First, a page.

The air quality can get so bad that schools and workplaces can be shut down and many people are recommended to stay in doors with air filters on and windows and doors shut. While brush fires and crop field burning is a global occurrence that is used in many traditional agricultural systems it is not one that is very ecologically safe or friendly. Crop burning may have once been a valid agricultural method, but due to the chemicals, pesticides, and micro plastics that we now incorporate within our farming techniques the burning of crop fields has become a toxic farming method for modern society.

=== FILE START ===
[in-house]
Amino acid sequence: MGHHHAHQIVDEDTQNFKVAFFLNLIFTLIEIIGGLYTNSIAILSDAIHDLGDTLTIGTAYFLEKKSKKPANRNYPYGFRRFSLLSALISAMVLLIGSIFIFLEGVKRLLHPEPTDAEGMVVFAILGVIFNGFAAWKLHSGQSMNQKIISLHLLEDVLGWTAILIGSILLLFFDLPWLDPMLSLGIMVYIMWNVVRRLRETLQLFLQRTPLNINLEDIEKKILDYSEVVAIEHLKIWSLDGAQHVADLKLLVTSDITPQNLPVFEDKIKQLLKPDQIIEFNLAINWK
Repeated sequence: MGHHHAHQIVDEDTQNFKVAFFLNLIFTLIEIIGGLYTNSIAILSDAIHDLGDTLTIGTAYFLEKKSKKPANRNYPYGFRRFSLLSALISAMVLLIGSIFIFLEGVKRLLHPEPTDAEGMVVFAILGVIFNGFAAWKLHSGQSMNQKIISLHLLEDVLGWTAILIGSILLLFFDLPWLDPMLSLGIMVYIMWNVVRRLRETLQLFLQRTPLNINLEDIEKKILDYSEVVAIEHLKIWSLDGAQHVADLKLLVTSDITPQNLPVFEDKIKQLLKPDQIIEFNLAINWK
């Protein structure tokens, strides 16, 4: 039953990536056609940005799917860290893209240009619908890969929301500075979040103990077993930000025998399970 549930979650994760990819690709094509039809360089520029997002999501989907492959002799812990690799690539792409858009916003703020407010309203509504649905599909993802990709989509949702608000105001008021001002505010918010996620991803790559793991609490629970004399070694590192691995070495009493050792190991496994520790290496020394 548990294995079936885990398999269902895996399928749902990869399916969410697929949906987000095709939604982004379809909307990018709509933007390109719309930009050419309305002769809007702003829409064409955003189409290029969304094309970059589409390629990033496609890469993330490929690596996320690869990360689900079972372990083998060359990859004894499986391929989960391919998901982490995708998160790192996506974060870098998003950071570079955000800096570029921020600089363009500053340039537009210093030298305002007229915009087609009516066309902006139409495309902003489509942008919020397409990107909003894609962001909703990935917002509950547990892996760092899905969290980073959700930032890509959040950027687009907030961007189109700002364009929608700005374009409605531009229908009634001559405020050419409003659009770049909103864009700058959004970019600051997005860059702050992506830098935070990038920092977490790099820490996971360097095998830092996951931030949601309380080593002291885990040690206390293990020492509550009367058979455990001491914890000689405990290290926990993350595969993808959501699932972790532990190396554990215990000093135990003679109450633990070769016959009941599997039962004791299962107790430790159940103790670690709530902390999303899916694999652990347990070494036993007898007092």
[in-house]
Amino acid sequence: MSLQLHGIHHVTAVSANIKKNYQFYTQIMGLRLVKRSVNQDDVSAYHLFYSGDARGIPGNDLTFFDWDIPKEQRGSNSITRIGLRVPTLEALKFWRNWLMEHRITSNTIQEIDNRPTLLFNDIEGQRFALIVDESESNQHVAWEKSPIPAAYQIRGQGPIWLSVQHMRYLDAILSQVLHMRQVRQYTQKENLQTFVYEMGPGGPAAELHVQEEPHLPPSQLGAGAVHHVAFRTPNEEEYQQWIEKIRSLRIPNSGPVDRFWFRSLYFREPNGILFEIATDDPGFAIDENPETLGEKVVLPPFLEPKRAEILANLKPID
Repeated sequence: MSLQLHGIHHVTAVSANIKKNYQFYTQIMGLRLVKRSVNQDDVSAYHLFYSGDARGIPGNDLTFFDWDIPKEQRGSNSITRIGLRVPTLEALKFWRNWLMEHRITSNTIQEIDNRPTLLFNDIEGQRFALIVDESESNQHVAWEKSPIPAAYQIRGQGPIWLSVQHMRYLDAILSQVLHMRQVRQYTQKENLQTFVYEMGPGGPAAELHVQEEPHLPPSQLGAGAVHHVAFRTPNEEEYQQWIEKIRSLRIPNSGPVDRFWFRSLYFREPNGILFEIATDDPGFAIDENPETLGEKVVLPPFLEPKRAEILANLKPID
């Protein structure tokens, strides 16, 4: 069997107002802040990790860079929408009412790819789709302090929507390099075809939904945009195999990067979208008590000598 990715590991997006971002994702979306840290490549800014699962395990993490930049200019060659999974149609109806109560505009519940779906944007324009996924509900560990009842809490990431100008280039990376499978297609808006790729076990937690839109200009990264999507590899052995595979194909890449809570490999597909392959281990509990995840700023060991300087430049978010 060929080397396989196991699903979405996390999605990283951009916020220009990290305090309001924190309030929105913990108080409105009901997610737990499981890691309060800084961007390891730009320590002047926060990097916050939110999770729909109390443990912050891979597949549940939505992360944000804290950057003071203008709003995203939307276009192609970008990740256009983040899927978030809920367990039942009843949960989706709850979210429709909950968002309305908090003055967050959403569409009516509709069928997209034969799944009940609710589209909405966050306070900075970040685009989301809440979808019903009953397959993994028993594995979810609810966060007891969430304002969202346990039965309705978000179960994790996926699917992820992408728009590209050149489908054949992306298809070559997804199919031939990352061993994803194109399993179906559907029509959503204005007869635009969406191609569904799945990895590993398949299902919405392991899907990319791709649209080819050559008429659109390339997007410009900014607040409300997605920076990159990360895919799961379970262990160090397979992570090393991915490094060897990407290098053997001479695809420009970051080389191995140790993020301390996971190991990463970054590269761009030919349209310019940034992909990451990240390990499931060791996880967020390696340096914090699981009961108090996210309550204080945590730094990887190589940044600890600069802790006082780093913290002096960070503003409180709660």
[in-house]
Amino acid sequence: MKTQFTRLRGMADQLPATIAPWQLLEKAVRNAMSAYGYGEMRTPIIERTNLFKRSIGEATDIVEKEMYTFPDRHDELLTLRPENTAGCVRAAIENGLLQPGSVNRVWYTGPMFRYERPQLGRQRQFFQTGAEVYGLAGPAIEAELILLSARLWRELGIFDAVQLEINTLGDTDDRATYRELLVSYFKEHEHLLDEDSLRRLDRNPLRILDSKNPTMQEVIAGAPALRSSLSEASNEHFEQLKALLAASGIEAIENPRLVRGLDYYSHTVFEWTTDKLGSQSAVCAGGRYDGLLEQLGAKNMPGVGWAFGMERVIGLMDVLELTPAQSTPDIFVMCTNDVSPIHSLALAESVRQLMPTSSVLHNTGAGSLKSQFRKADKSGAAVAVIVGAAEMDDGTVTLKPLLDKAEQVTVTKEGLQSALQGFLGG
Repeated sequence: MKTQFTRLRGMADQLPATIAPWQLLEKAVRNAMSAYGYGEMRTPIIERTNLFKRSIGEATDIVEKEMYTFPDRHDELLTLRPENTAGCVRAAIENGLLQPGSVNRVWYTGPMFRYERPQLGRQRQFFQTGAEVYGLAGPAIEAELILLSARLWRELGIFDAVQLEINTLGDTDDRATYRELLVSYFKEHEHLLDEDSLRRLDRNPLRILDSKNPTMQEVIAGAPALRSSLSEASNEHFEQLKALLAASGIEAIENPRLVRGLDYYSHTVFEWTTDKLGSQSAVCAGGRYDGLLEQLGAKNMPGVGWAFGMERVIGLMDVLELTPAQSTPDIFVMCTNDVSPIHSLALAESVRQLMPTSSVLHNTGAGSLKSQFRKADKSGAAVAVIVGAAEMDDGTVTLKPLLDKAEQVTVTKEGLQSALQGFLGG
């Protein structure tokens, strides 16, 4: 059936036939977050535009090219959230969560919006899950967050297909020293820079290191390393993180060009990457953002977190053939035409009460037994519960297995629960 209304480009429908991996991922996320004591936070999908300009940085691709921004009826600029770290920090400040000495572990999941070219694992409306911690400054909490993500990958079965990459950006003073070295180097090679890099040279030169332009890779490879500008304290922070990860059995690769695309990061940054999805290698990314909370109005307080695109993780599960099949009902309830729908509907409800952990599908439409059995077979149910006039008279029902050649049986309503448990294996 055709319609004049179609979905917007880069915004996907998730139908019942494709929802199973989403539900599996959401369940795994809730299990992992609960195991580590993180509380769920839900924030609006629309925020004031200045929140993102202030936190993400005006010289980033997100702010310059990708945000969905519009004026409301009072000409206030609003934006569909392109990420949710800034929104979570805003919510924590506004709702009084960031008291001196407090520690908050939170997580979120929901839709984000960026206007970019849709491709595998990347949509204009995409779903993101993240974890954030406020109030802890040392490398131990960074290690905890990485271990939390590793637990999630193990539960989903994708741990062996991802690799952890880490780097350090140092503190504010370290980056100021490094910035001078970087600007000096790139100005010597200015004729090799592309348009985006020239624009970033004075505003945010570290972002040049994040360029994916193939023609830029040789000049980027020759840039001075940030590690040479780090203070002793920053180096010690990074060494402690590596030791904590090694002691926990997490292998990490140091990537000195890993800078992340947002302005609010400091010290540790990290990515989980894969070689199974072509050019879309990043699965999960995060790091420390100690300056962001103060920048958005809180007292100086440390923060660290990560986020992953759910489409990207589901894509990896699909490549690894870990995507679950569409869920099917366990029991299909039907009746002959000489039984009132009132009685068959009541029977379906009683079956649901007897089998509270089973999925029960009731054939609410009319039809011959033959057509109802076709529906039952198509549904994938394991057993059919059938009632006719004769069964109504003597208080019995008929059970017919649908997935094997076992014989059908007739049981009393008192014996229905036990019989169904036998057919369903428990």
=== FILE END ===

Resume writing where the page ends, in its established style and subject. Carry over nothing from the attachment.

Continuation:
Farmers set their lands on fire to quickly and efficiently clear out the stalks and husks of old crops in order to ready the land for the next planting rotation. During this burning, not only the stalks and remnants of old plants are burned but any collateral garbage or plastics including ties, stakes, and any loose debris in the field are also caught up in the blaze. Also burned are the chemical remnants of pesticides and unnatural fertilizers that were used to grow the crops in the first place. Due to the mountainous terrain of the area, this toxic cloud gets trapped in the surrounding valleys and gradually increases air pollution levels during the dry season, a season where no rain is present to wash out this built up toxic haze. The air quality index (AQI) levels can reach as high as 200-300 plus (The worst AQI is 500 which is considered hazardous to individuals health, 200-300 is considered very unhealthy).